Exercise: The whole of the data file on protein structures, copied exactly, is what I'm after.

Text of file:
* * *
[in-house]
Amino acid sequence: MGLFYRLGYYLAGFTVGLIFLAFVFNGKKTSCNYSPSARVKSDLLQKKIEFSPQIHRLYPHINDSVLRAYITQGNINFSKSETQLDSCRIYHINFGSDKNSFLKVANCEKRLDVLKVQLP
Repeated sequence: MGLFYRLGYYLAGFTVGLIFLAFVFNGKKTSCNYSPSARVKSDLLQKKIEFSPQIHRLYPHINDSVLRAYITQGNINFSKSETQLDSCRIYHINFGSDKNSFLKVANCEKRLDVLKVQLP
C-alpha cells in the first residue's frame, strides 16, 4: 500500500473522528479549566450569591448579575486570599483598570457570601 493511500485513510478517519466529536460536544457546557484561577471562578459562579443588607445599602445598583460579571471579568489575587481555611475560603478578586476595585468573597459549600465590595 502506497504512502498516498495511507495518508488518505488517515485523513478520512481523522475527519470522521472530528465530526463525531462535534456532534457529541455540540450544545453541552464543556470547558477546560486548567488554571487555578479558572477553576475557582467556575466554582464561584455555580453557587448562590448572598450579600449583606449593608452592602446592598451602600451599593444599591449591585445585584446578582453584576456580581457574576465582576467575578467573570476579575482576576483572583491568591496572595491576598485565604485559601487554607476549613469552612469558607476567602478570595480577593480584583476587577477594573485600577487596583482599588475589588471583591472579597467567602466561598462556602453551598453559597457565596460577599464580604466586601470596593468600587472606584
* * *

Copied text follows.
[in-house]
Amino acid sequence: MGLFYRLGYYLAGFTVGLIFLAFVFNGKKTSCNYSPSARVKSDLLQKKIEFSPQIHRLYPHINDSVLRAYITQGNINFSKSETQLDSCRIYHINFGSDKNSFLKVANCEKRLDVLKVQLP
Repeated sequence: MGLFYRLGYYLAGFTVGLIFLAFVFNGKKTSCNYSPSARVKSDLLQKKIEFSPQIHRLYPHINDSVLRAYITQGNINFSKSETQLDSCRIYHINFGSDKNSFLKVANCEKRLDVLKVQLP
C-alpha cells in the first residue's frame, strides 16, 4: 500500500473522528479549566450569591448579575486570599483598570457570601 493511500485513510478517519466529536460536544457546557484561577471562578459562579443588607445599602445598583460579571471579568489575587481555611475560603478578586476595585468573597459549600465590595 502506497504512502498516498495511507495518508488518505488517515485523513478520512481523522475527519470522521472530528465530526463525531462535534456532534457529541455540540450544545453541552464543556470547558477546560486548567488554571487555578479558572477553576475557582467556575466554582464561584455555580453557587448562590448572598450579600449583606449593608452592602446592598451602600451599593444599591449591585445585584446578582453584576456580581457574576465582576467575578467573570476579575482576576483572583491568591496572595491576598485565604485559601487554607476549613469552612469558607476567602478570595480577593480584583476587577477594573485600577487596583482599588475589588471583591472579597467567602466561598462556602453551598453559597457565596460577599464580604466586601470596593468600587472606584